How Evolution, Stories, and Irrationality Influence Decision Making in Financial Markets: Analyzing Whether We Can Leverage Our Innate Traits and Heuristics to Improve Outcomes

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2020-12-13

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Abstract

One of the most commonly asked questions in investing is whether or not it is possible to achieve excess returns in the financial markets. To give a somewhat simple answer, for most investors a basic low-fee passive ("static") index fund portfolio is the best investment strategy since it outperforms nearly all advanced active indexing methodologies, such as "dynamic indexing," over the long-term due to factors such as high fees, high turnover, and poor asset selection (McCarthy and Tower, 2020b). Yet, even so, it does appear that it is possible to beat the market on a single trade through skill or luck as there are real inefficiencies and mispricings that occur among different investment vehicles at certain points in time (Lo, 2017; Malkiel, 2012; Ellis, 2017). This is especially evident in a number of endowment models, such as Yale's under David Swensen, which have successfully embraced risk through alternative investments – e.g., private equity – by focusing on longer time horizons and subsequently achieved very impressive results (Chambers, Dimson, and Kaffe, 2020; "Lessons from the endowment model," 2020). However, the fact that the financial markets are a zero-sum game with so many highly intelligent and highly informed investors constantly competing against one another makes it exceptionally difficult, and rare, to achieve excess returns over the long-term (Lo, 2017; Malkiel, 2012; Ellis, 2017). Indeed, the only way to truly beat the market on a regular basis is to constantly adapt your strategy in order to prevent your competitors from mimicking your successful techniques and thereby diluting your overall alpha (Lo, 2017; Malkiel, 2012; Ellis, 2017). Yet, even if we are able to consistently modify our approach as required, there are natural human biases relating to our evolutionary development; our collective stories; and our rationality / irrationality that can influence our decision making. In the following paper, I intend to provide an in-depth analysis of these three areas, and subsequently share a series of current best practices and frameworks from Behavioral Decision Theory (BDT) and Judgement and Decision Making (JDM) fields – e.g., "The Good Judgment Project" and "The Wisdom of Select Crowds" (Mannes, Soll, and Larrick, 2014; Mellers et al., 2014) – which if properly applied in a thoughtful and deliberate manner could offer a meaningful improvement in analysis, forecasting, decision making, and outcomes for both leaders and their organizations in the investing arena.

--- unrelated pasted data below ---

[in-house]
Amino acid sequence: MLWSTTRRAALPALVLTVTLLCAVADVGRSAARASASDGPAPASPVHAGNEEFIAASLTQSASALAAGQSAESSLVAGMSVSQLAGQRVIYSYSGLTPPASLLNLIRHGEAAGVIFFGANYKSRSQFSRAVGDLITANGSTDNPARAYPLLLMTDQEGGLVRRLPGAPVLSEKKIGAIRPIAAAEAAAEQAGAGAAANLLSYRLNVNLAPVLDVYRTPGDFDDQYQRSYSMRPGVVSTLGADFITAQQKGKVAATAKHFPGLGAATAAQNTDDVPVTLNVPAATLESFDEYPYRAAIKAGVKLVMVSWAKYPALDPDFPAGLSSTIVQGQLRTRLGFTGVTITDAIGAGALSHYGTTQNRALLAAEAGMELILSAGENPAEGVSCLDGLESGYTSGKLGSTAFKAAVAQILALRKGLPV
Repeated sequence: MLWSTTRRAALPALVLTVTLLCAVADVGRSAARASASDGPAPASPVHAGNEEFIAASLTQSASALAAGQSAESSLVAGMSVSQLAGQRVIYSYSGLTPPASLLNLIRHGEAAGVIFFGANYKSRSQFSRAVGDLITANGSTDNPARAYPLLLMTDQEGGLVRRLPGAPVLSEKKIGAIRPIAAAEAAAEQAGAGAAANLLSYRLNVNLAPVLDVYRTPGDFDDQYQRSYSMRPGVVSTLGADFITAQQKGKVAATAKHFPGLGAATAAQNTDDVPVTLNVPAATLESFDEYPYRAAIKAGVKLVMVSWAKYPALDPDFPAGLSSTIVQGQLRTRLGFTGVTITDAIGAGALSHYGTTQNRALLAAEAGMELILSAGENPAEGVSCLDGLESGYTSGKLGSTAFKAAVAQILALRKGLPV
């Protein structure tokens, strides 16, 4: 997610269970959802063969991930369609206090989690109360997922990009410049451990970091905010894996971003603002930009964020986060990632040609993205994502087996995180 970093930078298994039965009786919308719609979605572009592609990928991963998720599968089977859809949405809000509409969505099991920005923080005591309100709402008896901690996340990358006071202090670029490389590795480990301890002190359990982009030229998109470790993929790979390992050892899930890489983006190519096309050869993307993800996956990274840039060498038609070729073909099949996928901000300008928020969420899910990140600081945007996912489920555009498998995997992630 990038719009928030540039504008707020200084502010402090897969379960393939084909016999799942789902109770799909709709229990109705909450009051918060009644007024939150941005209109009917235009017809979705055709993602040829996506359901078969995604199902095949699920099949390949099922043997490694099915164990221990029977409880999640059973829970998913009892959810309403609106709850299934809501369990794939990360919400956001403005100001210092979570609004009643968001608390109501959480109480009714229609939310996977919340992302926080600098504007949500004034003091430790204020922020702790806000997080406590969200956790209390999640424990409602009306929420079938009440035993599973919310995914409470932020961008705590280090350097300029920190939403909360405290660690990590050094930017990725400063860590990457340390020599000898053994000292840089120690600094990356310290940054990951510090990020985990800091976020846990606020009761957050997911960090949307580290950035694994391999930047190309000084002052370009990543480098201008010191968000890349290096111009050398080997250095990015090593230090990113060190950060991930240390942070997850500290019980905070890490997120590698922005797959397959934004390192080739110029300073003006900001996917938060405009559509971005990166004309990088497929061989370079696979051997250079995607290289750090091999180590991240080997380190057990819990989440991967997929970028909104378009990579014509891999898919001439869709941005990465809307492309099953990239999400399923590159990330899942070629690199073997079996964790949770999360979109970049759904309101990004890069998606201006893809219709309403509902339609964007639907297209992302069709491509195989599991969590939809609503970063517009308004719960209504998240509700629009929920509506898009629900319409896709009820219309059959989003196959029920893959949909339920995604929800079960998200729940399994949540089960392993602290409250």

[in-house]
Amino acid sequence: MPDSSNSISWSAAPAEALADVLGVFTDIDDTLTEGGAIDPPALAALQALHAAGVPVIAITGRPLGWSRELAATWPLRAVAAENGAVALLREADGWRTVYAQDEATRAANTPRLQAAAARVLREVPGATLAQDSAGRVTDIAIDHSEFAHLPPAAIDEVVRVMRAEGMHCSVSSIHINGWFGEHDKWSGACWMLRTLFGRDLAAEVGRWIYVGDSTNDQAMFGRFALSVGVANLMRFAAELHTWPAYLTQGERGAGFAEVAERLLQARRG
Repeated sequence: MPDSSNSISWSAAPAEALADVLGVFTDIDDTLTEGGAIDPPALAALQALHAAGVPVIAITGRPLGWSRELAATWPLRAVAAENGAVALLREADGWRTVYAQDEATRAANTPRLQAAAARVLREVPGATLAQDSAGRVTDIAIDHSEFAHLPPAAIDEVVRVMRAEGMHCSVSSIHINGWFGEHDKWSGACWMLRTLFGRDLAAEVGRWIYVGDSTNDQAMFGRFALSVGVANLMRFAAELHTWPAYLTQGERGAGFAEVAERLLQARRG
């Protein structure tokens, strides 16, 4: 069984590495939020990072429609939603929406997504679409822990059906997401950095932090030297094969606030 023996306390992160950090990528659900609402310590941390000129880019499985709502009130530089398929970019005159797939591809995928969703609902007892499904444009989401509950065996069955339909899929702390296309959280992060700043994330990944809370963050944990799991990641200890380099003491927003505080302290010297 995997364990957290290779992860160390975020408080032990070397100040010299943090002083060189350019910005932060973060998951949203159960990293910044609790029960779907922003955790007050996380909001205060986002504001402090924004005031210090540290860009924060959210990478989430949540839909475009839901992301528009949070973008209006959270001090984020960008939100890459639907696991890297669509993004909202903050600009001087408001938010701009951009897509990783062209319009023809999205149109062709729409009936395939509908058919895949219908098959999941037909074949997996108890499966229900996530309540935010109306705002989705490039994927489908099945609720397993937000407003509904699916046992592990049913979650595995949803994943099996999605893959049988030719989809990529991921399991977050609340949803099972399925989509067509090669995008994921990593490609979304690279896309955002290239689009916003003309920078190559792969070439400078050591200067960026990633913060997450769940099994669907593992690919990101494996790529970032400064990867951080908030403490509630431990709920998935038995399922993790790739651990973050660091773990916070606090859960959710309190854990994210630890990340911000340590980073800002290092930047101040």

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McCarthy, Joseph (2020). How Evolution, Stories, and Irrationality Influence Decision Making in Financial Markets: Analyzing Whether We Can Leverage Our Innate Traits and Heuristics to Improve Outcomes. Capstone project, Duke University. Retrieved from https://hdl.handle.net/10161/21929.


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